Study calls for scrutiny of bear farms in Lao PDR
Kuala Lumpur, Malaysia, 26th April 2018—A study of Lao PDR’s bear farms suggests that foreign business ventures and tourism may be propping up the bear bile industry in the Economic Zone on the country’s border with China where bear farming facilities have tripled in size between 2012 and 2017, finds a new TRAFFIC study published in Global Ecology and Conservation.
Two of the seven commercial bear farming facilities near the Lao–China border housed 89 captive bears in 2017 compared to 30 in 2012. The highest number of bears, about 60 animals, was in Boten, located about a kilometre away from the Chinese border. This was followed by the Casino Zoo in Bokeo Province which had close to 30 animals. Between them, the two Chinese-owned farms accounted for 80% of the 116 bears found in the 2017 survey, researchers said.
“The history of trade and co-operation between Lao PDR and China means bilateral action is essential to addressing the farming of bears in Lao PDR,” said Kanitha Krishnasamy, Acting Regional Director for TRAFFIC in Southeast Asia.
“Law enforcement agencies must increase surveillance and monitoring of domestic and international wildlife trade, including in hotspots like Special and Specific Economic Zones, and shut down all establishments that sell wildlife illegally”.
Enforcement agencies from Lao PDR and China have previously met to improve cross-border collaboration on wildlife trade issues.
Although the authors found the overall number of farms with bears across Lao PDR had reduced by one and the overall number of bears only increasing by one since 2012, the number of captive bears held within the two northern facilities close to the Chinese border had tripled.
The Laotian government is said to be phasing out the bear farming industry in the country in line with the IUCN Resolution, but their efforts appear to be undermined by the expansion of commercial bear facilities in the north, particularly within the special economic regions that are heavily influenced by Chinese investments.
The findings highlight an active bear farming industry in Lao PDR, five years after an IUCN Resolution called for the closure of illegal bear bile extraction facilities in Lao PDR, South Korea and Viet Nam.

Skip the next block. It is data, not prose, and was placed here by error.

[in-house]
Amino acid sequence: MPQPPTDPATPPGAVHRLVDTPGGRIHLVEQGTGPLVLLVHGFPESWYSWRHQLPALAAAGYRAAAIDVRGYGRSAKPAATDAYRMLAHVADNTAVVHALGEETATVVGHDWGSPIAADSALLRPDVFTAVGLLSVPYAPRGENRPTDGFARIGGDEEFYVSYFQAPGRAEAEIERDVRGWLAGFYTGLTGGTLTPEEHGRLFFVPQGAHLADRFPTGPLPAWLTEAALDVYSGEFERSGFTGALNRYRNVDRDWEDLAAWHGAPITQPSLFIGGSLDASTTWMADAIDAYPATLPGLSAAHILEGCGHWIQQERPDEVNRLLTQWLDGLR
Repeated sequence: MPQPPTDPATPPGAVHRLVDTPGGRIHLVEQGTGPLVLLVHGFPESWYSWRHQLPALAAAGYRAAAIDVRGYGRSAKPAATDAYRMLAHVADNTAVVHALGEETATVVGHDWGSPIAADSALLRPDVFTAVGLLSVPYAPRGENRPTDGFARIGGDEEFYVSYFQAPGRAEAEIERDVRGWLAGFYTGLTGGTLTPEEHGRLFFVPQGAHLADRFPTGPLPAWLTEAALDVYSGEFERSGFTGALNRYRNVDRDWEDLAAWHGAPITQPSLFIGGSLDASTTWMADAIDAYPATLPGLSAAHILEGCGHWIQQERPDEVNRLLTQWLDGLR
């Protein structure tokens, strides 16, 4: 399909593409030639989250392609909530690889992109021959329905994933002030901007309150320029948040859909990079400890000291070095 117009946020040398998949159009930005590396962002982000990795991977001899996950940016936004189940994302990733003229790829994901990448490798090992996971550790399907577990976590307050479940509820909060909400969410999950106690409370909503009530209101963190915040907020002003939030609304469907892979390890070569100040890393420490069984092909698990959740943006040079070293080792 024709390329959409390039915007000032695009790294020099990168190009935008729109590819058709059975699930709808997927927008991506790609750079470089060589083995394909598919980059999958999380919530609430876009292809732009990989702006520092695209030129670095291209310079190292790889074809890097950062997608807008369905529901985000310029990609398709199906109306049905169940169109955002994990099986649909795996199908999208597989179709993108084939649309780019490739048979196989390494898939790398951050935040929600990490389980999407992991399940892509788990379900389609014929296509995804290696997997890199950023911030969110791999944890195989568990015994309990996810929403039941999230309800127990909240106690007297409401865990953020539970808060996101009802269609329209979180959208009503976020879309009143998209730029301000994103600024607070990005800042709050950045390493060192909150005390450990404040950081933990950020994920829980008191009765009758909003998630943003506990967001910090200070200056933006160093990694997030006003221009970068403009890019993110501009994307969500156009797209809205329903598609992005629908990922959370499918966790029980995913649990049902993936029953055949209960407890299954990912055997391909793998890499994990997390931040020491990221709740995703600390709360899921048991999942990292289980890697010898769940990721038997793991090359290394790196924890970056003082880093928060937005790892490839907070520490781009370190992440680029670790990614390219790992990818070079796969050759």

Boten and Bokeo largely cater to a Chinese market, where businesses are run by Chinese nationals, prices are given in Chinese Yuan, staff employed are ethnic Chinese, and mobile phones are on Chinese networks. Both locations are within Lao PDR’s Special and Specific Economic Zone, established to encourage economic growth.
“The reduced number of bear farms overall implies the bear bile industry may be on a downturn, except that the number of animals within some facilities has surged indicating the industry is vibrant in some quarters,” said Lalita Gomez, co-author and TRAFFIC Programme Officer.
“At a time when the global conservation community has spoken out against illegal bear farming, Lao PDR clearly needs to put in place a robust system that does not allow any party to exploit its Economic Zone privileges.”
Research also revealed at least 12 incidents where one to two Asiatic Black Bears, mostly cubs (amounting to 14 animals) were found held by private owners, all reportedly wild caught. While some owners claimed the animals were pets, most intended the animals for trade, likely for bear farms. This reaffirms the conclusion drawn in 2012 that bears are being poached from the wild to feed the demand.
The paper’s authors also urged the Laotian government to follow steps recommended by the Secretariat of the Convention on International Trade in Endangered Species of Wild Fauna and Flora (CITES), including developing and implementing legislative guidelines for farming bears and other endangered wildlife.